“By wood, stone, water, and bone.”
That cover! 😍 It’s all kinds of creepy and intriguing. I’ve been look forward to reading this one for months.
Deidre has always lived in a world of fantasy, imagining elaborate kingdoms of queens, knights and monsters. Skye’s role as the Queen of Swords has always been to save Deidre but when they move to a new town that doesn’t know the sisters by reputation Skye sees a fresh start, a chance to have friends for once. Then Deidre disappears and Skye may have to pick up her sword once again.
I really enjoyed the introduction, with its promise of some weird and wonderful monsters. I liked getting to know Skye and trying to figure out Deidre, who we mostly get to know through her older sister. I’ve seen some reviews where Skye and Deidre cop a fair amount of disdain. While I can see where those readers are coming from, as a once upon a time teenage girl I can also see ‘Welcome to Adolescence’ written all over a lot of these sisters’ quirks. They can be mean, vindictive, antagonistic, manipulative, selfish and annoying at times.
I actually loved that Skye wasn’t all sunshine and sweetness. She isn’t a girl who’s obsessed with her appearance. She’ll never be head cheerleader. Instead her only claim to fame has been ‘freak by proxy’, the weird girl’s sister, protector and only friend. She’s a real girl with real problems.
If she was going to disappear into her imaginary world and make herself a target all over again, it wasn’t like I could stop her. But she wasn’t keeping me in there with her. Not anymore.
Skye’s story explores family, friendships and secrets, and the lengths we will go to in order to protect them. The family dynamics make it seem inevitable that Deidre will follow where her monsters lead her. It also seems predetermined that although Skye should never have been cast in the role of her sister’s only protector that she would feel the pull of this during a time of crisis, no matter how much she wants to hold onto the new life she has forged for herself.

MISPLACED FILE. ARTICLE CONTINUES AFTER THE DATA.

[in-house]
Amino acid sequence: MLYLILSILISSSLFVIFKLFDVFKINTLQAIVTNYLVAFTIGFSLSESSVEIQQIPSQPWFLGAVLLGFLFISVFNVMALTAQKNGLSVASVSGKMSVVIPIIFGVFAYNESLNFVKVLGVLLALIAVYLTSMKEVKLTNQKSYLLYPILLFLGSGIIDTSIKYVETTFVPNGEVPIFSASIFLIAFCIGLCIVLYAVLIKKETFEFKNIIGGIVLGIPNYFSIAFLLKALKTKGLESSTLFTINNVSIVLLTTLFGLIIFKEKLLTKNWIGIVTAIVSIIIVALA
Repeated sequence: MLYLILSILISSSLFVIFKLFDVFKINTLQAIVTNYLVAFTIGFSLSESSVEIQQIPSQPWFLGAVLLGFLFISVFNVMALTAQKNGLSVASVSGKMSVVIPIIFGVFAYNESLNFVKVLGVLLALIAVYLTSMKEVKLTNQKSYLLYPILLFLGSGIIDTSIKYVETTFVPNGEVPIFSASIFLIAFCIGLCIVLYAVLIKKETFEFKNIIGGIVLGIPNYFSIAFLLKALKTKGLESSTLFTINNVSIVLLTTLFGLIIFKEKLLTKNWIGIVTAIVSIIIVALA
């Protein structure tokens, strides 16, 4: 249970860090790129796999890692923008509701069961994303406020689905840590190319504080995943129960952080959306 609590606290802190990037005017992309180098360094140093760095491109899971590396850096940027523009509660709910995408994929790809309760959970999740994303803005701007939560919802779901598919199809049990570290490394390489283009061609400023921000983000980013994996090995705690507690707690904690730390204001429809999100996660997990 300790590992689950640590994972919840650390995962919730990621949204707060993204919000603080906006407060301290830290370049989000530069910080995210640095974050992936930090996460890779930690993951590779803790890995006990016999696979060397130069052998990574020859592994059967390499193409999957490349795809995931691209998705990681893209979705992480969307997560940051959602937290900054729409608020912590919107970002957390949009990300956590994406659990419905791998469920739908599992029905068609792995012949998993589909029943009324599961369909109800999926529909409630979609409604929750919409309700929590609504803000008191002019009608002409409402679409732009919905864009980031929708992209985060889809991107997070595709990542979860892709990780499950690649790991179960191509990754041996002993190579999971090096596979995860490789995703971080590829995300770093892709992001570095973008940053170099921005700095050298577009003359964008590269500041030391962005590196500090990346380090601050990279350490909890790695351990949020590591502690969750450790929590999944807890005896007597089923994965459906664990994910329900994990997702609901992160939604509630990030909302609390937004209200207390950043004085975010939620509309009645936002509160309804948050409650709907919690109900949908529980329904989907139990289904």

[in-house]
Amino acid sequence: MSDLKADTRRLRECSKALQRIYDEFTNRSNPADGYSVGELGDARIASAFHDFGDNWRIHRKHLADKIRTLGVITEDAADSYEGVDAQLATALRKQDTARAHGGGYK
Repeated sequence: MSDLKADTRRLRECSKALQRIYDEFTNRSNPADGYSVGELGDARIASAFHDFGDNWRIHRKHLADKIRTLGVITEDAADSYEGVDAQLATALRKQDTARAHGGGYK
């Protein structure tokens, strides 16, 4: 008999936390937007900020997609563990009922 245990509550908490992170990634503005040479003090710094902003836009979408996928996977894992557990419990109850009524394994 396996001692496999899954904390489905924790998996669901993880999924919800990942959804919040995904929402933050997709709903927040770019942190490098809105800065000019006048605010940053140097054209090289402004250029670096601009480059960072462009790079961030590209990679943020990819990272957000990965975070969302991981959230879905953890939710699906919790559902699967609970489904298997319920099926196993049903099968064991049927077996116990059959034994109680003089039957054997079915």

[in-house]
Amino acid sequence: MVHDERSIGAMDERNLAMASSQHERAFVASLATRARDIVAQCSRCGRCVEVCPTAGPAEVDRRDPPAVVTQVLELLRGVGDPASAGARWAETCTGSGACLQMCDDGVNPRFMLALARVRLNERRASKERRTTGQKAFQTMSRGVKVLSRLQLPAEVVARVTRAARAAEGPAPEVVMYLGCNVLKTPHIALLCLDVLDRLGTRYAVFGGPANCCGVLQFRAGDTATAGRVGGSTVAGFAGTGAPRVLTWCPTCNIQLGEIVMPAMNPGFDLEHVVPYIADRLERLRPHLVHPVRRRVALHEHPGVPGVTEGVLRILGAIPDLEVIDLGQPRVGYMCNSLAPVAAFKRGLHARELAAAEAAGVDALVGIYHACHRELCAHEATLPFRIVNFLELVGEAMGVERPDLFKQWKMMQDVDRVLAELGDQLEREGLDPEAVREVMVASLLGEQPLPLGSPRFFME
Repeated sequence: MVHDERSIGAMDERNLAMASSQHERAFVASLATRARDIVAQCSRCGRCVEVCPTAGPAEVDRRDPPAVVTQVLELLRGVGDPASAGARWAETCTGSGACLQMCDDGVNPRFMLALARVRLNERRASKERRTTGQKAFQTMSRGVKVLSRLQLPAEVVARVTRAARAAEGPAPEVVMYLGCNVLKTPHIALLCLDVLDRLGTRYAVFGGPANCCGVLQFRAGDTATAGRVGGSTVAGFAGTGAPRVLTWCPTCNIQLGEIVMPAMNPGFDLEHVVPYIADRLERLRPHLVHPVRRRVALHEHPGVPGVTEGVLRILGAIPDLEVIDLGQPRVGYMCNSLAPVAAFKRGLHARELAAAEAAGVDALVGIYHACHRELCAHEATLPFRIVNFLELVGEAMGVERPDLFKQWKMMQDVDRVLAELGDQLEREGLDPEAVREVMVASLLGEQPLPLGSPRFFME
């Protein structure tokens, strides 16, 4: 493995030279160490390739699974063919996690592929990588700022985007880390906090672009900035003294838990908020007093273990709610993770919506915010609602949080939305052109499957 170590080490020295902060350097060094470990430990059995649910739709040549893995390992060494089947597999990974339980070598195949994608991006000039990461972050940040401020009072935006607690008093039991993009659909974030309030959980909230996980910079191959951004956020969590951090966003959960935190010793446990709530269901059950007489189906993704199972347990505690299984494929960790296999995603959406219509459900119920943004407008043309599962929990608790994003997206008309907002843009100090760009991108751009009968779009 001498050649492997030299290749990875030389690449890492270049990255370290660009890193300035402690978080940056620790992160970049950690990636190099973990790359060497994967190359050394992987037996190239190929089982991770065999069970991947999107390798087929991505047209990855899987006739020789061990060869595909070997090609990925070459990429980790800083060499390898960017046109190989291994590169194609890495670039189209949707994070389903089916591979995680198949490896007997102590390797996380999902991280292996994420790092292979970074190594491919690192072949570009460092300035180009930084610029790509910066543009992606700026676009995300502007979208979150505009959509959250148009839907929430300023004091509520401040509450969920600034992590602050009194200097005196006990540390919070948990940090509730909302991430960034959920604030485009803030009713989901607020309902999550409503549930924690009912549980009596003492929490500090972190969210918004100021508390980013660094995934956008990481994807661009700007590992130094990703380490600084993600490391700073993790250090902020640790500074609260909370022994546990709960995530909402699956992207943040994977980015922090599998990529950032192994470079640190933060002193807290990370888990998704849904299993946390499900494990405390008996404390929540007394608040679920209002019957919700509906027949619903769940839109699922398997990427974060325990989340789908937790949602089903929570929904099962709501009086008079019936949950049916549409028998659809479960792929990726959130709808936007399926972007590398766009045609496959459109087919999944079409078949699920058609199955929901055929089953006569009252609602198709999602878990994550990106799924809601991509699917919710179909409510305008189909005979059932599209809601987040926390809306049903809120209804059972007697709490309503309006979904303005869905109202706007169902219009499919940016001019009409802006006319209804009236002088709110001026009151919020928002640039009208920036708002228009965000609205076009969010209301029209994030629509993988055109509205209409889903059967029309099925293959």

I loved the alternating chapters, which told me what was happening now and caught me up on the past, giving much needed context to the present. For a long time I expected Deidre’s behaviour to come with a mental health diagnosis, even if some of her monsters were real. While Deidre came across as weird I never found the creepiness I expected from this book.
I was eagerly anticipating the appearance of this book’s monsters from the first time I read the blurb, but I found them disappointing. There was such a build up to them and while I loved their form, their voices didn’t work for me. I did find out why that was but even then it didn’t sit right with me. Their motivation was barely explored and their history was only hinted at. The resolution to their story was a let down for me.
If I could review this book in two parts, I’d be giving ⭐️⭐️⭐️⭐️ for the pre monster part and ⭐️⭐️⭐️ after they arrive.
Content warnings include bullying.
Thank you so much to NetGalley and Sourcebooks Fire for the opportunity to read this book.
Once Upon a Blurb
The Blair Witch Project meets Imaginary Girls in this story of codependent sisterhood, the struggle to claim one’s own space, and the power of secrets.
Sixteen-year-old Skye is done playing the knight in shining armor for her insufferable younger sister, Deirdre. Moving across the country seems like the perfect chance to start over.
In their isolated new neighbourhood, Skye manages to fit in, but Deirdre withdraws from everyone, becoming fixated on the swampy woods behind their house and building monstrous sculptures out of sticks and bones.
Then Deirdre disappears.
And when something awful comes scratching at Skye’s window in the middle of the night, claiming she’s the only one who can save Deirdre, Skye knows she will stop at nothing to bring her sister home.